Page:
and would it be better stored if using a logarithmic depth ?
but in that case it would still need slicing since we need to store the depth in 32bits, so on two components, I suppose in that case the slicing will be logarithmic too ?
about the normal, I feel that there is a danger storing them like this, because some direction will have more precision than others.
the color is not really an issue, RSM don't need precise albedo.
what do you think ?
thanks in advance !
There is something I've been wanting to do for quite some time, I have an RSM that is stored in 3 textures:
one R32F, and two RGBA8.
 R32F : depth in meters (from camera that rendered the RSM)
 RGBA8 : normal storage in classical shifted to color space with " * 0.5 + 0.5 "
 RGBA8 : albedo
For optimisation, because 3 RT can be very heavy for some cards, I thought about compacting ALL of that, into ONE RGBA16F texture.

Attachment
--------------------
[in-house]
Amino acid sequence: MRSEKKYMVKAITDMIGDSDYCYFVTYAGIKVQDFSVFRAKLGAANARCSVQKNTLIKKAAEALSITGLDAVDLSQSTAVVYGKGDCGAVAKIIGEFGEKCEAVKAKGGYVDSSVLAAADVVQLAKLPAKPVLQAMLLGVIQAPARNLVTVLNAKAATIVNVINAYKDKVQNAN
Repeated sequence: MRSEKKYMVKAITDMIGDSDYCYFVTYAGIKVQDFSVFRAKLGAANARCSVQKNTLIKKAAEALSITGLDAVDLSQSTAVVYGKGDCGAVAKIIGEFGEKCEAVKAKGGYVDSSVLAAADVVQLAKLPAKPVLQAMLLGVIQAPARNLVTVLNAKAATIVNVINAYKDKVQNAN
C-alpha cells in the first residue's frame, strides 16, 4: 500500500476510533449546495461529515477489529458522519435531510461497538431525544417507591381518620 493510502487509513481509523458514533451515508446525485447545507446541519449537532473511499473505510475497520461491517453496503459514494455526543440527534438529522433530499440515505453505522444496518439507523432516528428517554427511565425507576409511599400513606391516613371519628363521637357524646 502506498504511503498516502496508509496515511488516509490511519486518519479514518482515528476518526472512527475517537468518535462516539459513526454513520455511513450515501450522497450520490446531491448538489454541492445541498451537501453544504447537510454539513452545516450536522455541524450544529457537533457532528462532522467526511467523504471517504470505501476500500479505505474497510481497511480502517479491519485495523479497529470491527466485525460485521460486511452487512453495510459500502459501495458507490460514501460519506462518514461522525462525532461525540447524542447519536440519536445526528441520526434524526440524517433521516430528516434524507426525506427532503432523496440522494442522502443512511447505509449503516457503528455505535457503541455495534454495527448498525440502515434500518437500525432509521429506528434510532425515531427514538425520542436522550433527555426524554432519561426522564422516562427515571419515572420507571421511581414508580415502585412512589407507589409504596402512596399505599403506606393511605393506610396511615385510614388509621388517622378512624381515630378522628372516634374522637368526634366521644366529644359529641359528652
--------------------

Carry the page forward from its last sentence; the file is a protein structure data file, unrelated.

R : depth, part 1
 G : depth, part 2 (+ sign bit for normal)
 B : normal
 A : color
I thought of for the depth, a simple range splitting should do the trick.
we decide of some multiple of a distance that the "MSB" will store, and the LSB will store the rest.
example:
R = floor(truedepth / 100) * 100; G = truedepth  R;
for the normal, we could store the x in the first 8 MSbits using the same trick, and the y in the 8 LSB.
the z can be reconstructed using the sign stored in the depth. knowing we are on a sphere there is just a square root to evaluate.
(and when reading depth we just always think of doing abs(tex2d(depth).r))
for the color, it would be a 16 bits color, stored in HLS with the same trick, again, of "floor" and "modulo" to park the values in 6/5/5 bits.
now,
knowing we have 16 bits IEEE754 half floats per channel here.
checking wikipedia, the precision is at least integer until 1024,
therefore should be increasing by steps of 32 between 32k and 65k.
and by steps of 0.00098 max between 0 and 1.
the issue is, what space slices should we use for the depth divisor ??
and would it be better stored if using a logarithmic depth ?
but in that case it would still need slicing since we need to store the depth in 32bits, so on two components, I suppose in that case the slicing will be logarithmic too ?